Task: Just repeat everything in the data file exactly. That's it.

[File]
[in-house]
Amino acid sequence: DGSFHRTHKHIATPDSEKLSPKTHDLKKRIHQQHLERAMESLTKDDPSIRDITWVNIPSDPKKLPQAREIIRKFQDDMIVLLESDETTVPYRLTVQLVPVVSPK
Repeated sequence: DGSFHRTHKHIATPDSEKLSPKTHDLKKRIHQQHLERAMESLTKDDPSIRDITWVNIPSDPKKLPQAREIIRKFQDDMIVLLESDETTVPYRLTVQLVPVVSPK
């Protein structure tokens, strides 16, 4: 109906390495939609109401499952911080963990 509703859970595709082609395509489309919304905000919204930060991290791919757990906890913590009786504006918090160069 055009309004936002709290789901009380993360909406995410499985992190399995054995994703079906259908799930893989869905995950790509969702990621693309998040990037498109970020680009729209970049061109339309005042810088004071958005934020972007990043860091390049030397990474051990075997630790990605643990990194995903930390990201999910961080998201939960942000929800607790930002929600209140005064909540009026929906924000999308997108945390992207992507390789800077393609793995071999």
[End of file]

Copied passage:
[in-house]
Amino acid sequence: DGSFHRTHKHIATPDSEKLSPKTHDLKKRIHQQHLERAMESLTKDDPSIRDITWVNIPSDPKKLPQAREIIRKFQDDMIVLLESDETTVPYRLTVQLVPVVSPK
Repeated sequence: DGSFHRTHKHIATPDSEKLSPKTHDLKKRIHQQHLERAMESLTKDDPSIRDITWVNIPSDPKKLPQAREIIRKFQDDMIVLLESDETTVPYRLTVQLVPVVSPK
């Protein structure tokens, strides 16, 4: 109906390495939609109401499952911080963990 509703859970595709082609395509489309919304905000919204930060991290791919757990906890913590009786504006918090160069 055009309004936002709290789901009380993360909406995410499985992190399995054995994703079906259908799930893989869905995950790509969702990621693309998040990037498109970020680009729209970049061109339309005042810088004071958005934020972007990043860091390049030397990474051990075997630790990605643990990194995903930390990201999910961080998201939960942000929800607790930002929600209140005064909540009026929906924000999308997108945390992207992507390789800077393609793995071999």